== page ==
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PQ moves to limit political contributions, fix election dates Add to ...

The Parti Québécois took another step in its fight against corruption with the tabling of legislation that slashes the amounts of allowable political contributions and increases government allowances to parties.

The PQ also fulfilled a campaign promise by calling for fixed-date elections that it said will take away power from the premier and give it back to the people.

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Legislation tabled on Tuesday limits contributions by individuals to political parties or independent candidates from $1,000 a year to $100. An additional $100 donation will allowed during an election.

In order to partially compensate for the drop in revenues, political parties will receive more than double the current allocation in public funds. The annual amount will go from $0.82 to $1.67 per vote received based on the electors list used during the previous election. An additional $1 per voter will be paid to political parties during an election year.

The tax credit for political contributions will also be abolished in order to help cover the cost of the increases in publicly funded allowances.

Minister for Democratic Institutions Bernard Drainville explained that the new measures will eliminate the practice of using straw names to camouflage illegal party contributions. Firms, which are barred from making political donations, often asked employees to make the maximum contribution and reimbursed them. Testimony before the Charbonneau Commission on corruption revealed that the practice was widespread and often involved influence peddling; Mr. Drainville said it would be eliminated.

“I think this is the best we can do right now to fight against the system of straw names and the influence of bagmen,” Mr. Drainville said on Tuesday.

He added that it would be impossible to totally eliminate corruption. “Are we able to adopt a law that will turn those who are corrupt into honest people? The answer is no. But we can eliminate the temptation, tighten the laws, transform them, reform them, change them.”

Then on Wednesday, Mr. Drainville tabled a bill on fixed-date elections calling for a vote to be held on the fourth Monday of September during the fourth year of the government’s mandate.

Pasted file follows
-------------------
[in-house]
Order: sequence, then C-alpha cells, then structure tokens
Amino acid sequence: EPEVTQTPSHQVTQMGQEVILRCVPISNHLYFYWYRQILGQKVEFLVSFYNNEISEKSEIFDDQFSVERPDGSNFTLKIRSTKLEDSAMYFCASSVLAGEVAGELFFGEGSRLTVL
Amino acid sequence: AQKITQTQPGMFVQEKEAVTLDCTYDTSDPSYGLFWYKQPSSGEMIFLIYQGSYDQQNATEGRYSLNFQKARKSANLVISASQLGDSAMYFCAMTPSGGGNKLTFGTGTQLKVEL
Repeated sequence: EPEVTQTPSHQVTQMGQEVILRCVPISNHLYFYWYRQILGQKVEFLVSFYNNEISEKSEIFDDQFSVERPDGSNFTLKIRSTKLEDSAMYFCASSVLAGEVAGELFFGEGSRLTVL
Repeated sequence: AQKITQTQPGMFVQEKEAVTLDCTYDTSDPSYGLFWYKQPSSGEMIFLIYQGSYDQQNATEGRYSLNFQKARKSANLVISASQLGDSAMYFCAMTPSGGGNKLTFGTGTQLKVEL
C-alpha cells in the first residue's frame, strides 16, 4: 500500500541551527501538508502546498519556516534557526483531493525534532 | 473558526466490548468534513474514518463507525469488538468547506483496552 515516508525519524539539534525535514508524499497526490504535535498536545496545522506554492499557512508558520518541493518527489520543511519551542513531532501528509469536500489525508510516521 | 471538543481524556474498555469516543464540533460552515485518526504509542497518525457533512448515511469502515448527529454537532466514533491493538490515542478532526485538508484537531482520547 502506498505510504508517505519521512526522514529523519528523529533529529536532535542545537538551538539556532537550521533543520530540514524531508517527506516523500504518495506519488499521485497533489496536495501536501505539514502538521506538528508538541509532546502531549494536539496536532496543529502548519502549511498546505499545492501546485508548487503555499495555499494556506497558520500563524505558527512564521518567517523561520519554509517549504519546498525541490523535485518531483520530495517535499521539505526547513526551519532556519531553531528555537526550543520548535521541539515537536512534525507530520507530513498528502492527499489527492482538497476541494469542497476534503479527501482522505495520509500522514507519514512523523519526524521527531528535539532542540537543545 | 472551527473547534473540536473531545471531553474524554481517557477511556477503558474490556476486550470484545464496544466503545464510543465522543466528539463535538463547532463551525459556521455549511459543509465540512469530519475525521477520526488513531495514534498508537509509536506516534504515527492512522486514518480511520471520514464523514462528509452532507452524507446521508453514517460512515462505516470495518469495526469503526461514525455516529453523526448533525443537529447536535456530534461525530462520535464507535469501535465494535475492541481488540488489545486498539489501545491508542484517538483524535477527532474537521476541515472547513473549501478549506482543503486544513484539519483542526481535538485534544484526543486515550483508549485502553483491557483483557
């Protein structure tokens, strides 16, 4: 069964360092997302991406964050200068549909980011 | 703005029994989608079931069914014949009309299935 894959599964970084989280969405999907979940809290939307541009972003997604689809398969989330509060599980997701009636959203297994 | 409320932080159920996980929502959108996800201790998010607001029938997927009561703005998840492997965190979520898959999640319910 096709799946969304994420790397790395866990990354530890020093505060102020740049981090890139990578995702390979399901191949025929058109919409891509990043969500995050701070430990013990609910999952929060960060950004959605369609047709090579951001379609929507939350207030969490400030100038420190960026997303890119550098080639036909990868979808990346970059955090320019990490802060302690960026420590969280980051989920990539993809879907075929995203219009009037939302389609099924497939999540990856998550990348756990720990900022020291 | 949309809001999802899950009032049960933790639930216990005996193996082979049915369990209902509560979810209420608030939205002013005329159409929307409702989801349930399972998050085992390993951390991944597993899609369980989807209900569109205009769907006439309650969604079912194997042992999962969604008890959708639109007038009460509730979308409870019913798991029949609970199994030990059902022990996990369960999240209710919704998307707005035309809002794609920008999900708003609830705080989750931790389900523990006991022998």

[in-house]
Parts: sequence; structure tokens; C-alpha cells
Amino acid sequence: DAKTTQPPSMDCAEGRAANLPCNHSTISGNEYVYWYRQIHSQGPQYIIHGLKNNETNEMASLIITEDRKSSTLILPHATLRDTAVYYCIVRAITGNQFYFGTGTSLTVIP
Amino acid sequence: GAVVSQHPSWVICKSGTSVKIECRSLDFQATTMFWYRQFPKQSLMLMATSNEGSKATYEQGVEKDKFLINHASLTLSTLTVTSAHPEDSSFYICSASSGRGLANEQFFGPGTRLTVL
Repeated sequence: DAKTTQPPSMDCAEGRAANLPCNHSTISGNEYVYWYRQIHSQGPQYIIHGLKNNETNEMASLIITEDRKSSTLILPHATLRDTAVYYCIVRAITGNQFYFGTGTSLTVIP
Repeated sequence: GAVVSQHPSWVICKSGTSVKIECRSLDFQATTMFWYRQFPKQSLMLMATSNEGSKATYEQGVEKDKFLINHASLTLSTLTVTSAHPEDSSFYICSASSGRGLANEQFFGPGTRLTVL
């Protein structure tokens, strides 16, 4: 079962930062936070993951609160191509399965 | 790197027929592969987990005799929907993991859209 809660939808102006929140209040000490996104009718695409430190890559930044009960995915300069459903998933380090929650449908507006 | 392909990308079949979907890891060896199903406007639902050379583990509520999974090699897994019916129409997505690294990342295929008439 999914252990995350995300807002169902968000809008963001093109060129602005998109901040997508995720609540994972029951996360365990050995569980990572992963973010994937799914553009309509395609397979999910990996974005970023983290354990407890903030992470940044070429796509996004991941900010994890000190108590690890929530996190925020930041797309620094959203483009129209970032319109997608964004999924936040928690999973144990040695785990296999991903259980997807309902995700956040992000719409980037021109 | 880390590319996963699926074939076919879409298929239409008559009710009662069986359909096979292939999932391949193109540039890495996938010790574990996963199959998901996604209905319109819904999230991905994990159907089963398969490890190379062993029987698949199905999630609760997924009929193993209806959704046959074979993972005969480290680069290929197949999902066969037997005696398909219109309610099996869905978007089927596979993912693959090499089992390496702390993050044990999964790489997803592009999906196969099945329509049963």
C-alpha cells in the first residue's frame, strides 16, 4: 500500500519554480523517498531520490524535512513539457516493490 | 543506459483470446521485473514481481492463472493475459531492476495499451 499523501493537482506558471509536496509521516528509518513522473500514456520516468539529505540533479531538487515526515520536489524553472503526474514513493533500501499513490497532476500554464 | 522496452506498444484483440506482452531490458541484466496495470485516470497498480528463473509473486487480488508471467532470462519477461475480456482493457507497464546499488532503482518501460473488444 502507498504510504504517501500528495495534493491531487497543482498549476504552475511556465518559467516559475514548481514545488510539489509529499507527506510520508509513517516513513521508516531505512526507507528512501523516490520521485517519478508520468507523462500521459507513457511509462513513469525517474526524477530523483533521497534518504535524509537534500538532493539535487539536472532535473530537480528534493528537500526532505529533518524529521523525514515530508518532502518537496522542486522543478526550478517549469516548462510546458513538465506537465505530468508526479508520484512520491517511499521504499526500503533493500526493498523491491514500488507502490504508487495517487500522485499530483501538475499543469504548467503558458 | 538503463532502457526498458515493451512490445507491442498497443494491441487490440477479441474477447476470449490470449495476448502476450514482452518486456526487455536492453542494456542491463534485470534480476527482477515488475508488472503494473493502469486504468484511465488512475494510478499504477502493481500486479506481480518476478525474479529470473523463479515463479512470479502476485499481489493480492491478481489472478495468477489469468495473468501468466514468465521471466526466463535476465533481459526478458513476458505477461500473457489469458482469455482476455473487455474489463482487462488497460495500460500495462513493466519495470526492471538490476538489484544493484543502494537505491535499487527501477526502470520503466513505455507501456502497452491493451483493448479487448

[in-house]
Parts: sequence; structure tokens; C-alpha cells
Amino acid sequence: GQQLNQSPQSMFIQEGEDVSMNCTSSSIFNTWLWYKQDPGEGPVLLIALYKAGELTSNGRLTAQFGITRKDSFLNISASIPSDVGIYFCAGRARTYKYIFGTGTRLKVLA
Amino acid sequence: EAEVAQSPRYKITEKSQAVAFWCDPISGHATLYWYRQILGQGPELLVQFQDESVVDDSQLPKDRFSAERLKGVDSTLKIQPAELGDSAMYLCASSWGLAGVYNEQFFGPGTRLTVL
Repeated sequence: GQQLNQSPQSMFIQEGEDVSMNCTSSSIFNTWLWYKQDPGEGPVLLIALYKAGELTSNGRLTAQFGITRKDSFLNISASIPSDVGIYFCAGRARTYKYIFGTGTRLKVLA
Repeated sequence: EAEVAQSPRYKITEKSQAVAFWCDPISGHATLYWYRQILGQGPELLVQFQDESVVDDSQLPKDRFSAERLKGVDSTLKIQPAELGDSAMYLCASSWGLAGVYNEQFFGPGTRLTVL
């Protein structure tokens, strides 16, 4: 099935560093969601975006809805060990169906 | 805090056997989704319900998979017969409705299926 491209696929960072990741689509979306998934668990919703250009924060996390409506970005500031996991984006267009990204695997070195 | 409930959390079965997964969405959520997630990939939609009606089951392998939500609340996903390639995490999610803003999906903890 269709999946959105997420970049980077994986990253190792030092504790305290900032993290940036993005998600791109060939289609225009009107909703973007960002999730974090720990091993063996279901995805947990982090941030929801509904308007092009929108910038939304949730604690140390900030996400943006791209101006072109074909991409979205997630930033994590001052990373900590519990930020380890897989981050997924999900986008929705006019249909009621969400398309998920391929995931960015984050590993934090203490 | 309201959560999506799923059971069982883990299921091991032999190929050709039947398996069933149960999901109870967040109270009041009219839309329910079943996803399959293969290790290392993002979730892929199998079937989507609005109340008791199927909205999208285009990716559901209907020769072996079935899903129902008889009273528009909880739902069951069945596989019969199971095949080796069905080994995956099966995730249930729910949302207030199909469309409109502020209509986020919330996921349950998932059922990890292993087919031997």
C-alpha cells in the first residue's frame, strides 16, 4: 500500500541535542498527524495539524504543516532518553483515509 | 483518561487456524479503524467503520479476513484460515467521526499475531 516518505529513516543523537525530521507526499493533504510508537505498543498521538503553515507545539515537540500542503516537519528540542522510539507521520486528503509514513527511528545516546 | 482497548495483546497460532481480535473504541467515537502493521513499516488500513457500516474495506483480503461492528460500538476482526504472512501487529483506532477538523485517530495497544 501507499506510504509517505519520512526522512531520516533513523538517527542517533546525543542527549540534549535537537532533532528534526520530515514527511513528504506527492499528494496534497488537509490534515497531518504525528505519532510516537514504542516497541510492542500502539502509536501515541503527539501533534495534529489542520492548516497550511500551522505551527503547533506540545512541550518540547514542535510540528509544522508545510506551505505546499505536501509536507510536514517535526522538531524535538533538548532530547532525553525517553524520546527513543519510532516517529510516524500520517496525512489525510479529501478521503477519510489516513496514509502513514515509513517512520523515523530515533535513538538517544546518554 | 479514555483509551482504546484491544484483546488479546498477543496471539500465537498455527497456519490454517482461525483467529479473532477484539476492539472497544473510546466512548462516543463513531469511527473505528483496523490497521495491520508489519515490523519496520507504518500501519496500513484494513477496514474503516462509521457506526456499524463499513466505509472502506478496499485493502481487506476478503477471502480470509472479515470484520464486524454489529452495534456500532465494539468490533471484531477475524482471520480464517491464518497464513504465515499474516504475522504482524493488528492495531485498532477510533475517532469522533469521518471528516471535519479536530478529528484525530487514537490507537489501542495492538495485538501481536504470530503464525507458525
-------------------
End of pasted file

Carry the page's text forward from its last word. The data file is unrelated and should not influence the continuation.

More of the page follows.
The bill sets the next election for Sept. 26, 2016, but given the PQ’s minority government status it will likely be defeated before then. If so, then the fixed date will take effect for the next election. But that would likely require the election of a majority government.

“People are tired of having governments juggle election dates,” Mr. Drainville said. This bill does not prevent a government from dissolving the legislature and calling a snap election. But, Mr. Drainville said, “it would have to justify its case before the people – just as opposition parties would have to do if they defeat the government and force an election.”

The Minister insisted the two bills should be adopted by Christmas. The revised party financing law needs to be passed soon in order to make sure that abolition of the tax credit be in place by Jan. 1, 2013, the minister said. Otherwise, he argued, the measures proposed in the bill will not take effect until the following year, which would further delay the need to eradicate corrupt political practices.

Mr. Drainville warned the opposition parties that the public opinion will not take kindly to effort aimed at delaying passage of the bill.

The Minister also wants to introduce tighter spending limits on political parties during election campaigns and leadership races. But this will have to come in another bill, Mr. Drainville said. He noted that political parties disagreed on what limits should be enforced and introducing them in the current bill would jeopardize its adoption before the end of the fall session.

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